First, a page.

Dapps are the concert and crypto is the ticket at the door. Stick with me here.
I understand and agree with the notion that we need to “balance usability and security”, but there’s something missing. Generally speaking, people don’t just hop into new solutions with all they have — especially not in the world of crypto. The underlying assumption around the usability conversation today is that when people try out crypto, they are putting all of their money into a wallet and then oh no! they lose their passphrase and they’re toast. I don’t think this is a fair assumption and it frames the conversation about usability in such a way that every potential consequence of making something more usable is “people will lose all of their money and hate crypto forever!” I just don’t think that’s an accurate representation of what is likely to happen when people start to explore crypto.
Of course, I agree that there needs to be a balance, but I don’t agree that usability and security are such obvious tradeoffs, at least not in the context of non-financial dapps. If you make crypto easier to access, I think you’ll get more people exploring dapps (and thus more people realizing the potential of blockchain outside the realm of crypto and financial applications).
In the context of dapps, crypto is not the star of the show. Instead, crypto is the ticket in and maybe the way you pay for some drinks at the bar. This is the inherent problem with the usability conversation: it’s far too focused on decentralized finance and not focused on other dapps that exist in the ecosystem. As a result, companies are building solutions that consciously make the acquisition of crypto harder than it needs to be in order to ensure people don’t waste their life savings on Bitcoin. But here’s the kicker: no one wants to put their life savings in Bitcoin! The dapp ecosystem is building fascinating projects, many of which require a small amount of crypto to get users started. This is the nature of blockchain solutions. Yet, the conversation around usability in acquiring crypto is not considering users in the context of these dapps. Instead, the usability conversation is happening in the context of financial applications and thus assumes that without proper educational tools, users will buy massive amounts of crypto and lose all of their money. Taking necessary precautions to ensure that users understand the differences between crypto and traditional payment methods is important, but creating huge barriers to entry is counterproductive. No one is going to buy tickets to a concert (start using a dapp) if the purchase of that ticket (crypto) requires 30 minutes of financial literacy seminars followed by a “quick 37-step guide to purchasing your ticket”.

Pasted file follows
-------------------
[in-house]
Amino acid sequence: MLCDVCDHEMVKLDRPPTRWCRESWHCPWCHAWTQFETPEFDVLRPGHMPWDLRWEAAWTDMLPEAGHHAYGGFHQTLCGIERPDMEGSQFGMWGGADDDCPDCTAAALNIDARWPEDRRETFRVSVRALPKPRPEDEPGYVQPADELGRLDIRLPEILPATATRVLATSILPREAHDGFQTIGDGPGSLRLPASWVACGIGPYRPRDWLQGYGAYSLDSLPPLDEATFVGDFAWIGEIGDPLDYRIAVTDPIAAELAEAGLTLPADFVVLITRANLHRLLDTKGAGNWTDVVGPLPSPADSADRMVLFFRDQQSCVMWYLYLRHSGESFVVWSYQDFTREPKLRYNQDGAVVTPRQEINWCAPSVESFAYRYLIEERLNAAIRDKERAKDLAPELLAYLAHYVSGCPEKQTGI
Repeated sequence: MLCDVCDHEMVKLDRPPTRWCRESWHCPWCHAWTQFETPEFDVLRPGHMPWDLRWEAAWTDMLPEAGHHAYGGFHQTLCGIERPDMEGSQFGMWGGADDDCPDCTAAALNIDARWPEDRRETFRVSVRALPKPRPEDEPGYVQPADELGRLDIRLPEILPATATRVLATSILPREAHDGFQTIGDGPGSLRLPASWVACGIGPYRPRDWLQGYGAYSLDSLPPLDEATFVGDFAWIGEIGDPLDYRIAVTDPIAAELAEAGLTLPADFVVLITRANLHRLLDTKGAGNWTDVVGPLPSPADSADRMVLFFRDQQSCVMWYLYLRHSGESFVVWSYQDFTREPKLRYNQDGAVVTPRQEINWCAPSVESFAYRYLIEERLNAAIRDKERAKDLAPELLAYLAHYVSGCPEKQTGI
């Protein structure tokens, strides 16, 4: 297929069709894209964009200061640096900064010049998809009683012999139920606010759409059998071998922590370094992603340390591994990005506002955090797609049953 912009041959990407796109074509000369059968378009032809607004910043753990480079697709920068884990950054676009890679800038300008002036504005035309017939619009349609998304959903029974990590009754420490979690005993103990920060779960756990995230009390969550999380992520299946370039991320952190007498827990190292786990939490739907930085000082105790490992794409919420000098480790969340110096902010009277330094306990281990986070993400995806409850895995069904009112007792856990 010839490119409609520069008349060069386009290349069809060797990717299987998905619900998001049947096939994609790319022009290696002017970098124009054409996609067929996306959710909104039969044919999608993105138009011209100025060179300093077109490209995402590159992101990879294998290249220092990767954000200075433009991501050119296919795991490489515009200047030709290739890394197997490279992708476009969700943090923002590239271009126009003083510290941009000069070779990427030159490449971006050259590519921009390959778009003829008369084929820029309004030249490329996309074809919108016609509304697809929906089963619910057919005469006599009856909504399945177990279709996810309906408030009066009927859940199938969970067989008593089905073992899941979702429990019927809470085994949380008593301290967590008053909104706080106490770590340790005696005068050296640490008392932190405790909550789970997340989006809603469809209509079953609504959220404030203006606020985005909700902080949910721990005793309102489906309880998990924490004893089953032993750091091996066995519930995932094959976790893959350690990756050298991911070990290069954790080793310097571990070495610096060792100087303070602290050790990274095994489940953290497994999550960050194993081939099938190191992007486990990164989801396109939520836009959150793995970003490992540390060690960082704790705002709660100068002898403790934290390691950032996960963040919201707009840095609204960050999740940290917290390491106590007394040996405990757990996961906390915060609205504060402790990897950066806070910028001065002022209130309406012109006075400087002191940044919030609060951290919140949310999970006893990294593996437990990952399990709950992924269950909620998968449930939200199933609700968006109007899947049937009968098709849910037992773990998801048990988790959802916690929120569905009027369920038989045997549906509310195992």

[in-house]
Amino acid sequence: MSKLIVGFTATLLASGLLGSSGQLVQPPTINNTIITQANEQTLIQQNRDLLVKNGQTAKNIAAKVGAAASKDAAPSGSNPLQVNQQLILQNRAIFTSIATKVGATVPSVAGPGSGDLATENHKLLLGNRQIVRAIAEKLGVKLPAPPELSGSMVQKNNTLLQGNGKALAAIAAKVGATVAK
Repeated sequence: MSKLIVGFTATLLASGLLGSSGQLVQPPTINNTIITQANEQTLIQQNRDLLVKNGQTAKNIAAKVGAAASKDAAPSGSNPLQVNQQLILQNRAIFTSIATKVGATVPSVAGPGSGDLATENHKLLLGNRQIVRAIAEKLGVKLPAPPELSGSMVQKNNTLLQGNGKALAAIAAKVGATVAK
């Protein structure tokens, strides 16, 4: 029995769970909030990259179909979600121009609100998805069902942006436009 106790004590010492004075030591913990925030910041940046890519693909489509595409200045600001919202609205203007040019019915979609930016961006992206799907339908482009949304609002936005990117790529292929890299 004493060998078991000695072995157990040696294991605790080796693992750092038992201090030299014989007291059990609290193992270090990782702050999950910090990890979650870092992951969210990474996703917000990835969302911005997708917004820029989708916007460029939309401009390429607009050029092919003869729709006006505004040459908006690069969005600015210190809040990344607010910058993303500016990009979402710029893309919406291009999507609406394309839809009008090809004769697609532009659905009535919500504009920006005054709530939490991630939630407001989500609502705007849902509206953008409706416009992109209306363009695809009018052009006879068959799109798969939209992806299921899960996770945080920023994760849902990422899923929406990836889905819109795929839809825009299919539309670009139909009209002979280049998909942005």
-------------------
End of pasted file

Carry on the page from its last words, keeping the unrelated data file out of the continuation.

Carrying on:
People are trying to make art, learn something new, try out a new skill, or play a game. Someone trying to play pixEOS doesn’t need to go through a 10 step guide about how to make money management decisions and the finality of immutable transactions on the blockchain in order to pay a fee to color a pixel.
The big distinction is this: in decentralized finance, crypto is the foundation — it’s the backbone of the financial innovation that blockchain brings to the table and financial literacy and crypto literacy is important. In the rest of the blockchain world, crypto is often the ticket in the door. Sure, it plays a role later once a user has started to use a dapp, but without the ticket in the door, the user won’t understand what’s so great about the show.